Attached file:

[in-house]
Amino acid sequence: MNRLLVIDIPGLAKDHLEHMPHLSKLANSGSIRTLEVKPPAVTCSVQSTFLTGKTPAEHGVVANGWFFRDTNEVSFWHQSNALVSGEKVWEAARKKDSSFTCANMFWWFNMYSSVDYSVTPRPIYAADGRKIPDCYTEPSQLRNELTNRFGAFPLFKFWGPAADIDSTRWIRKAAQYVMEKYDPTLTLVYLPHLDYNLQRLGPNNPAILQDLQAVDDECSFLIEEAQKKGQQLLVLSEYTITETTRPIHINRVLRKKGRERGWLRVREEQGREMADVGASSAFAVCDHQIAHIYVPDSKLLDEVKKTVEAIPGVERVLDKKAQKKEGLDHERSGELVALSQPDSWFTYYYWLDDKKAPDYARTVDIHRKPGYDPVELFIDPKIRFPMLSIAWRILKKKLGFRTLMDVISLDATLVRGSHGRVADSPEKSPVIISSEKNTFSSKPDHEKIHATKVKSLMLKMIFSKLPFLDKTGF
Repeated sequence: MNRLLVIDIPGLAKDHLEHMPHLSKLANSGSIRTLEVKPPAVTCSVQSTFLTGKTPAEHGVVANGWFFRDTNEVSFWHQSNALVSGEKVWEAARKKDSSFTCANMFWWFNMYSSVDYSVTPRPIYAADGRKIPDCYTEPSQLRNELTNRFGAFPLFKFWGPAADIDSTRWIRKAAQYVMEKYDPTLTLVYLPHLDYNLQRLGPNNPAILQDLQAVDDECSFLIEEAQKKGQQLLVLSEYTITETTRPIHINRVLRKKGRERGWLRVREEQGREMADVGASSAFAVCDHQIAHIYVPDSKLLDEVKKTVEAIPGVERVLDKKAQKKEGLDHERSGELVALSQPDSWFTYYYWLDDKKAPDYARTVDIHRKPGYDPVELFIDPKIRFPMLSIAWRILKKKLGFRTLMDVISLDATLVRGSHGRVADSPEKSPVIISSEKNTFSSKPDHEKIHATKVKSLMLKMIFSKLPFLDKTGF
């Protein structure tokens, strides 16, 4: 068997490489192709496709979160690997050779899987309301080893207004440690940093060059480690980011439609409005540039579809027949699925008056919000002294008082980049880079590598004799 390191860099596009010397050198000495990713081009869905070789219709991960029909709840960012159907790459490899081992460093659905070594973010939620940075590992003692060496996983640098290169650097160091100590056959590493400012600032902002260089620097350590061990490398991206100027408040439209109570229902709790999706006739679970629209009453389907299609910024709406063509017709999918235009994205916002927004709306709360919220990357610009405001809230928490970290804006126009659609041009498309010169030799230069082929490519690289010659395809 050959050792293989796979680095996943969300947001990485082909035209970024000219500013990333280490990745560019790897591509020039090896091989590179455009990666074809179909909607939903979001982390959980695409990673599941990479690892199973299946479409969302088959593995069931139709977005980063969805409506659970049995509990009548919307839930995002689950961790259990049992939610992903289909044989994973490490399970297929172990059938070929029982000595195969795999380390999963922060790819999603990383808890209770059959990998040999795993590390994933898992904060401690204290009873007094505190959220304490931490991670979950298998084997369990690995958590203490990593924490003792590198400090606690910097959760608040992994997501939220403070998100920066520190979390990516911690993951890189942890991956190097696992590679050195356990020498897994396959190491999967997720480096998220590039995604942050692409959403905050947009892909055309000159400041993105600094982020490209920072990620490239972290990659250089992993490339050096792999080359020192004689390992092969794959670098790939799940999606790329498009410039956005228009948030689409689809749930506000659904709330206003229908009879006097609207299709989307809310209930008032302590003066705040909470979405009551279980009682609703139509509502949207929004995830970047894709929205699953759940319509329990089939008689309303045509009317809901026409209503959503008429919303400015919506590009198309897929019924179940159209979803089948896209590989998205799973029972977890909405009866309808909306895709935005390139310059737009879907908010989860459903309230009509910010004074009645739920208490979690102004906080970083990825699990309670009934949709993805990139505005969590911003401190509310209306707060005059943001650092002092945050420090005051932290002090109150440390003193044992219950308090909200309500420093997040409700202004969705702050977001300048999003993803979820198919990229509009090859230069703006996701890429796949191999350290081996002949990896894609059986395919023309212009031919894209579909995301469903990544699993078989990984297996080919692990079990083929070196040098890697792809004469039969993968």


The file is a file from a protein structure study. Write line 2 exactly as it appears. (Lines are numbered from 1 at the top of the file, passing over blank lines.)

Amino acid sequence: MNRLLVIDIPGLAKDHLEHMPHLSKLANSGSIRTLEVKPPAVTCSVQSTFLTGKTPAEHGVVANGWFFRDTNEVSFWHQSNALVSGEKVWEAARKKDSSFTCANMFWWFNMYSSVDYSVTPRPIYAADGRKIPDCYTEPSQLRNELTNRFGAFPLFKFWGPAADIDSTRWIRKAAQYVMEKYDPTLTLVYLPHLDYNLQRLGPNNPAILQDLQAVDDECSFLIEEAQKKGQQLLVLSEYTITETTRPIHINRVLRKKGRERGWLRVREEQGREMADVGASSAFAVCDHQIAHIYVPDSKLLDEVKKTVEAIPGVERVLDKKAQKKEGLDHERSGELVALSQPDSWFTYYYWLDDKKAPDYARTVDIHRKPGYDPVELFIDPKIRFPMLSIAWRILKKKLGFRTLMDVISLDATLVRGSHGRVADSPEKSPVIISSEKNTFSSKPDHEKIHATKVKSLMLKMIFSKLPFLDKTGF